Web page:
An eager reader sends me a photo of a Dakota Dunes service truck with official exempt entity municipal license plates:
Dakota Dunes is not, however, a municipality. It is a master-planned community, essentially a private company that owns a lot of land where residents pay for the privilege of living and playing golf. Dakota Dunes has formed a “community improvement district,” a statutory creature which has the authority to levee property taxes; unlike municipalities, Dakota Dunes cannot levee sales tax.
The Department of Revenue issues fee-exempt license plates to “Any motor vehicle that is the property of this state, the United States, a county, a township, a municipality, a public or nonpublic school accredited by the Department of Education, an Indian mission school in this state, an Indian tribe, a fire department, or any bus or van owned by a church….”
So wait—Dakota Dunes is not any of those public creatures, but they have public, fee-exempt plates?
I wondered if maybe community improvement districts count as municipal entities, but the Department of Revenue tells me no:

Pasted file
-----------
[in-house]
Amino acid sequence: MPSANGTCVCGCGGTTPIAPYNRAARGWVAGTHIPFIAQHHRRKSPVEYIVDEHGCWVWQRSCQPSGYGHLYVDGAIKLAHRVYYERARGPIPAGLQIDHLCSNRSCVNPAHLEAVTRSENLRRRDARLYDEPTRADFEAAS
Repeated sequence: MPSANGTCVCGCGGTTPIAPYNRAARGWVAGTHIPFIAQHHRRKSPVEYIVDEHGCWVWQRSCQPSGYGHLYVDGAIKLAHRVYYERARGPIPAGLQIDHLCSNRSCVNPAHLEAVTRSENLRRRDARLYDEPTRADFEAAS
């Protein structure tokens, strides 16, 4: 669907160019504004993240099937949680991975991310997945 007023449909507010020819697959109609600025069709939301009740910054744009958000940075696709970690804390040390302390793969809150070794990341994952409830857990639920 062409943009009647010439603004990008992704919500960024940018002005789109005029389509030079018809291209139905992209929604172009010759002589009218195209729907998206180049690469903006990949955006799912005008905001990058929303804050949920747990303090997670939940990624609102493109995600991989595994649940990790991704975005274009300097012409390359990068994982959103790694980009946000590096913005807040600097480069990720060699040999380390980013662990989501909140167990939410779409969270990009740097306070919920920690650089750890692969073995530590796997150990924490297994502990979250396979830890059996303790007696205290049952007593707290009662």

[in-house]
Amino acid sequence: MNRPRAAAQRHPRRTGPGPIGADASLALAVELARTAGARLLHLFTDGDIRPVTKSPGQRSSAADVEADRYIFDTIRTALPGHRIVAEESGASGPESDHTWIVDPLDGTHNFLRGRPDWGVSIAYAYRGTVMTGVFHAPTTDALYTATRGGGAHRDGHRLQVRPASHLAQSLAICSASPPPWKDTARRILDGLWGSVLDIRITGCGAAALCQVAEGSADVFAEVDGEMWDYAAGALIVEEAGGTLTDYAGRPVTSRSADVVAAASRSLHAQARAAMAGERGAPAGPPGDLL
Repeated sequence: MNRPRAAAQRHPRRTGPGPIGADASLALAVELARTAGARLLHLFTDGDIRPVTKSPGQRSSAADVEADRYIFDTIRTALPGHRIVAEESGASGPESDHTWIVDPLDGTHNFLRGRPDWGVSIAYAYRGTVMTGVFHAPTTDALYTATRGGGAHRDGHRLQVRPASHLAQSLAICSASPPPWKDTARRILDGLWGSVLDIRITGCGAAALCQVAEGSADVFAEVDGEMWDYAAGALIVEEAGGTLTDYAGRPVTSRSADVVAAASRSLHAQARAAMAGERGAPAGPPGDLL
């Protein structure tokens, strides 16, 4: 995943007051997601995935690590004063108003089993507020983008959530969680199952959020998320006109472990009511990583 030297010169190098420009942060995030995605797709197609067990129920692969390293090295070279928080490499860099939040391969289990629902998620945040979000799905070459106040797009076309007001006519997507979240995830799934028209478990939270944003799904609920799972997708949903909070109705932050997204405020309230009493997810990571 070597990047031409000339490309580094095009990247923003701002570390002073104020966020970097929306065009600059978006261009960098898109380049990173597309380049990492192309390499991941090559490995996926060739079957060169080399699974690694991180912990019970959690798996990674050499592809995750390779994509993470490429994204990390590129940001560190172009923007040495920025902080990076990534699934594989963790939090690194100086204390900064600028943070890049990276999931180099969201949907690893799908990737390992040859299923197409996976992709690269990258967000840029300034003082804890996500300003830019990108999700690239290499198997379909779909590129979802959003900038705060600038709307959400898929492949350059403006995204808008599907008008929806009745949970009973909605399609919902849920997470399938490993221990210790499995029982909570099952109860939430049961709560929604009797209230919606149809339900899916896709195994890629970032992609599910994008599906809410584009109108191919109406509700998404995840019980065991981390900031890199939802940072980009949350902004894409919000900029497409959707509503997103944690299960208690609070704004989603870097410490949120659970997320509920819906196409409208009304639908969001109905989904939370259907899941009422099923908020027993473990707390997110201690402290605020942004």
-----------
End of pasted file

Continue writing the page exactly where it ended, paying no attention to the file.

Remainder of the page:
Special districts such as sanitary and improvement districts do not qualify for exempt entity license plates. Only entities specifically listed in SDCL 32-5-42 qualify for these license plates [South Dakota Department of Revenue, e-mail response to Dakota Free Press, 2019.05.31].
Improvement districts do not qualify for exempt entity license plates. Yet an exempt entity license plate appears to have made it onto a Dakota Dunes Community Improvement District vehicle. Hmmm… Dakota Dunes didn’t swipe some plates from their officially municipal neighbors in North Sioux City, did they?